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Transcript
2015-02-06
January 13, 2015
Common
Medications in
Pregnancy
Dr. Suzi Leggatt
Overview
❖
Resources
❖
Hypertension
❖
Thyroid
❖
Allergy, Asthma, Eczema
❖
Antibiotics
❖
Depression
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2015-02-06
Resources
❖
VGH Pharmacist
❖
Motherisk (1 877 439 2744)
❖
Briggs et. al. - Drugs in Pregnancy and Lactation (most
current is 10th ed.)
❖
Up to Date
Drug Risk Categorization
❖
Category A - controlled human studies show no risk
(vitamins)
❖
Category B - no evidence of risk in studies (Tylenol,
Gravol, Diclectin)
❖
Category C - risk cannot be ruled out (MOST DRUGS)
❖
Category D - positive evidence of risk (Colchicine,
Methotrexate, Spironolactone, Tetracycline, Warfarin)
❖
Category X - contraindicated in pregnancy (Accutane)
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2015-02-06
Drugs to Avoid in Women Planning
Pregnancy
❖
Anti-neoplastic agents - including MTX, check with
Rheumatology re: biologics
❖
Retinoids (Accutane, ?topicals)
❖
ACEIs and ARBs (definite fetal renal consequence in
2nd/3rd trimesters)
❖
Caution re: epileptic meds (esp. Valproate) - PLAN!
❖
NO LIVE VACCINES!
For Preconception Hypertension
❖
Labetolol 50 - 200 mg bid - tid
❖
Aldomet (methyldopa) 250-500 mg up to qid
❖
Adalat XL (nifedipine) 20-90 mg OD
❖
Doses weaned postnatally for women with pregnancy
induced hypertension or preeclampsia
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2015-02-06
Thyroid Disease in Pregnancy
❖
Hypothyroidism - usually levothyroxine (Synthroid,
Eltroxin) (T4), liothyronine (Cytomel) (T3) ok, small
numbers studied
❖
Hyperthyroidism - Propylthiouracil*, Methimazole,
Carbimazole - planning and a specialist ideal ahead of
pregnancy
Allergy, Asthma, Eczema
❖
may use loratidine, cetirizine, chlorpheniramine
❖
topicals NS ok (cromylyn, steroids, ?decongestants)
❖
inhaled CS, and bronchodilators (long and short acting) ok
❖
PO prednisone on as need basis
❖
montelukast - likely ok, not well studied
❖
topical steroids ok, lower potency and less, maximize
emollients. Avoid newer agents (Elidel, Protopic), safety
unknown.
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2015-02-06
Common Antibiotics in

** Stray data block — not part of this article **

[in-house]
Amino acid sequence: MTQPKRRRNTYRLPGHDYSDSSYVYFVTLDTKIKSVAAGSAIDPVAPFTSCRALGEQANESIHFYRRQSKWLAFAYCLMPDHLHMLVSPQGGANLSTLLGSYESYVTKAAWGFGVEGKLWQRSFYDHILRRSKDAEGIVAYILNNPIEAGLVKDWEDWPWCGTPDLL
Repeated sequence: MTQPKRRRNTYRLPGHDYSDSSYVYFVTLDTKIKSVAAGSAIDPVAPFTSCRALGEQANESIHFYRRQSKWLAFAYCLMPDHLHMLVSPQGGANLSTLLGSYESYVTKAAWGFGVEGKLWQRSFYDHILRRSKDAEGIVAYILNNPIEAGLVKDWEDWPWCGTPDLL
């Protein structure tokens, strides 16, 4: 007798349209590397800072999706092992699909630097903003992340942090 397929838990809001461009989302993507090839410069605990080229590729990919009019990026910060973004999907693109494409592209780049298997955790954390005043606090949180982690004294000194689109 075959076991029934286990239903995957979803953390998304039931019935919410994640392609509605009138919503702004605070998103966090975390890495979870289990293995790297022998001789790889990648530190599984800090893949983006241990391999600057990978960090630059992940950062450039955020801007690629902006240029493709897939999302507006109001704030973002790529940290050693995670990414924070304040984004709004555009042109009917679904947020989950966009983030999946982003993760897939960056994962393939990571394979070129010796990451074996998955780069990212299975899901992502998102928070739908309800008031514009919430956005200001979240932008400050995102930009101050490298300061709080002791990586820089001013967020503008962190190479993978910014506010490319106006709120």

Pregnancy
❖
NO TETRACYCLINES!
❖
Fluoroquinolones - jury is still out
❖
Clarithromycin, avoid if able (Class C)
❖
Azithromycin, and erythromycin (except estolate salt) ok
❖
Penicillin, cephalosporin ok
❖
Clindamycin ok
❖
Trimethoprim - not 1st trimester
❖
Sulfamethoxazole - ok, not close to term (jaundice)
❖
Nitrofurantoin - ok, not close to term (hemolytic anemia)
❖
Metronidazole - ok, probably best to avoid in the 1st
trimester
❖
Gentamycin - when needed
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2015-02-06
Depression and Pregnancy
❖
Common!
❖
Not all women need meds
❖
If meds warranted, counsel appropriately
❖
Consider stability and plan
❖
Perinatal Mental Health team at VGH
❖
Public Health Nurses
❖
Traci McGee - Postpartum Support Program
Why Would We Treat?
❖
Severity, recurrance, risk factors
❖
Effect on mom’s health & pregnancy - increased risk
PPD, harm to her or fetus. Depression = independent
risk factor for higher rate operative delivery
❖
Effect on fetus - low birth weight, prematurity
❖
Effect on infant - increased irritability, and decreased
motor tone and reflexes, need to bond to parent, breast
feeding less likely.
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Are We Concerned re: SSRIs?
❖
2005 GlaxoSmithKline advisory raised question of Paxil
and congenital cardiovascular defects (particularly VSD),
with 1st trimester exposure, retrospective, unpublished
data
❖
major malformation 4%
❖
cardiovascular malformations 2%
❖
Background risk cardiovascular malformations ~1%, all
malformations 2-3%
❖
Motherrisk’s statement is ‘to date, no selective
serotonin reuptake inhibitor has been found to be
associated with increased risk of congenital
malformations, including cardiovascular anomalies’
❖
UptoDate: Paroxetine may be associated with a
small absolute increase in congenital heart defects,
but results across multiple studies are inconsistent
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2015-02-06
❖
All SSRIs can be used prenatally, and
postnatally - preference to sertraline and
citalopram
❖
Less data with SNRIs (venlafaxine, bupropion), but
considered safe
❖
lorazepam, clonazepam ok, usually used with psychiatric
input
❖
Seroquel, lamotrigine, risperidone - limited data
SSRI Effect in Childhood?
❖
SSRI exposure does not appear to affect postnatal
growth of infants
❖
SSRIs/SNRIs - little to no long-term effect on
infant/childhood intelligence, language and behaviour.
Long-term effects difficult to dissect from effect of
maternal depression itself.
❖
SSRI exposure - small to non-existent risk of autism
spectrum disorders
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2015-02-06
Pharmacotherapy in the pregnant woman has to be
balanced against the known risks of untreated
depression including missing prenatal appointments,
poor diet, increased circulating stress hormones,
possible substance abuse, attempts to self-abort and
suicidal behaviour.
Preconception Lifestyle Planning
❖
Smoking
❖
Obesity
❖
Pre-gestation Type 2 DM
❖
Alcohol and other drug use
❖
Preconception Folic Acid supplementation (1-2 mg/d)
❖
HARM REDUCTION POTENTIAL HERE!!
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